Security concerns also have Europeans worried about their energy posture. Europe depends on Russia for about a third of its oil and gas imports and a quarter of its coal imports, and while coal and oil can be alternatively sourced to some extent, gas supplies are not as easily replaced. The crisis in Ukraine underscores Europe’s vulnerability, as half of Russian gas exports to Europe transit Ukraine.
The EU has pushed for an energy chapter in the Transatlantic Trade and Investment Partnership (TTIP) talks for two main reasons. First, they want to establish an international gold standard for energy and raw materials in future trade agreements with emerging countries like China and India. Perhaps more importantly, they want an ironclad guarantee of access to U.S. energy supplies. Although President Barack Obama has said the TTIP could indeed improve Europe’s energy security (free trade partners can import U.S. gas with few restrictions), he added that Europe must do more to develop domestic energy resources such as shale. In any case, it will take several years before the United States can ramp up its liquefied natural gas exports, most of which will probably go to Asia. Nor is it clear when if ever the U.S. is going to lift its current ban on crude oil exports, another EU goal.
However the TTIP plays out, the transatlantic partners share common interests on energy: transparent and secure markets, efficient and clean technologies, and climate change mitigation, all goals raised at the U.S.-EU Energy Council in April. The United States and EU could collaborate in promoting these objectives with regard to China, one of the world’s largest consumers of energy and emitters of greenhouse gases. This may already be happening. At the U.S.-China Strategic and Economic Dialogue in July, Washington and Beijing renewed commitments for joint projects on unconventional oil and gas, nuclear safety, and renewable energy. Recent EU-China summits similarly pledged to reduce greenhouse gas emissions.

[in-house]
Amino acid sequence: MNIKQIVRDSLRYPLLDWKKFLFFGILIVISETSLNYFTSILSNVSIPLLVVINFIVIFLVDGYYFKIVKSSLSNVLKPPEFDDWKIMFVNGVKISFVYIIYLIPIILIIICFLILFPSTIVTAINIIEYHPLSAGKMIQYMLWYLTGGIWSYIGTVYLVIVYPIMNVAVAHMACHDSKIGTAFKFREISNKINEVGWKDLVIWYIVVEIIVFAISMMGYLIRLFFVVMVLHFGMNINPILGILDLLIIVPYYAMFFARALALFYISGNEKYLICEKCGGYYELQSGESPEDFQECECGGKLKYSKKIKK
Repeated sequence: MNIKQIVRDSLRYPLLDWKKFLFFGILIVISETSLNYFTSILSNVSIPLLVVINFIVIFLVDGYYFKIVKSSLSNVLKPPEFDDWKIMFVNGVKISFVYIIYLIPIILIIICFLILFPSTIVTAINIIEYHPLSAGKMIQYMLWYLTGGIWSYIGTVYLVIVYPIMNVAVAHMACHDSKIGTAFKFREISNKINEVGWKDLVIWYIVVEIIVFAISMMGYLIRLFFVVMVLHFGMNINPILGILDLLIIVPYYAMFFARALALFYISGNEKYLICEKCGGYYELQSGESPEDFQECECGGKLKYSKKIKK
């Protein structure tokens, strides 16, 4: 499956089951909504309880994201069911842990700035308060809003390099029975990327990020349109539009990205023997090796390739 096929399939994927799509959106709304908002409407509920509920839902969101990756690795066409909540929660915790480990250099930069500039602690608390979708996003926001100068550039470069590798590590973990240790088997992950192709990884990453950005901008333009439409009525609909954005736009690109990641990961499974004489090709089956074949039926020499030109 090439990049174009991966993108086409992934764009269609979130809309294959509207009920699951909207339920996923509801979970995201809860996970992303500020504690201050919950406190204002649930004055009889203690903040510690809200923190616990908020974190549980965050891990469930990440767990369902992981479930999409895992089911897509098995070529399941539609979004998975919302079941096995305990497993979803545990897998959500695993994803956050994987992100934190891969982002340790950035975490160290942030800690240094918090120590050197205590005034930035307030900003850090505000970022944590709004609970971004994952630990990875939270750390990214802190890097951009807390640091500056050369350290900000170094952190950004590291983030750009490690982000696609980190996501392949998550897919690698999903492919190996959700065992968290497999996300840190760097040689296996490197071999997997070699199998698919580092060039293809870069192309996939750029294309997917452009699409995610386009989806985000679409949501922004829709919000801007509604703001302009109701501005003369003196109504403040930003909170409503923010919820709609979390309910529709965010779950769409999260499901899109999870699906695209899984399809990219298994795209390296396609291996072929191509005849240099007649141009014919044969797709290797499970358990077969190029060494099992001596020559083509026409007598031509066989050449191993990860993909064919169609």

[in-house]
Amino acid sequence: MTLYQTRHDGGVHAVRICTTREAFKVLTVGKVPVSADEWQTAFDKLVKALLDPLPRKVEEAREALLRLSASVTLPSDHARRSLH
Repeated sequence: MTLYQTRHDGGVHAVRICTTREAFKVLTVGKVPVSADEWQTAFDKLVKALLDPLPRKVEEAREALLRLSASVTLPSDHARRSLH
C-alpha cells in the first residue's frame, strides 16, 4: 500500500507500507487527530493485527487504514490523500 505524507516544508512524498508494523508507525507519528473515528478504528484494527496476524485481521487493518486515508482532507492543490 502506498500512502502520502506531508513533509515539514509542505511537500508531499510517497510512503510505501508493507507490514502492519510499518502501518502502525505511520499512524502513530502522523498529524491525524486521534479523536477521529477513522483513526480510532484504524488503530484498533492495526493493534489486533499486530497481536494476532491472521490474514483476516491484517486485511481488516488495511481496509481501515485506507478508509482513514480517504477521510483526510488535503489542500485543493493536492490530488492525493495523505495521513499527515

Such cooperation makes sense because energy policy is not a zero-sum game, and the U.S. energy boom is not happening in isolation from international markets. Even if U.S. production were to continue growing for many years, U.S. consumers will not necessarily see lower energy bills because prices, especially those of oil, are determined in the global marketplace. Thus, increasing energy production and efficiency in other countries benefits everyone.
The strategic implications of the U.S. energy revolution, too, are not crystal-clear. America will not necessarily be stronger if its closest allies in Europe and Asia remain vulnerable to energy shocks or geopolitical blackmail. Whether the U.S. energy boom proves to be a geostrategic game-changer will depend on many policy variables – specifically, U.S. domestic energy policy — but international partnerships that expand and diversify supplies, improve efficiency, and limit climate change would be a sound investment.
Dr. Robert A. Pollard is a State Department Visiting Fellow with the Europe Program at CSIS in Washington, D.C. He is writing in his personal capacity, and the views expressed in this article are entirely his own.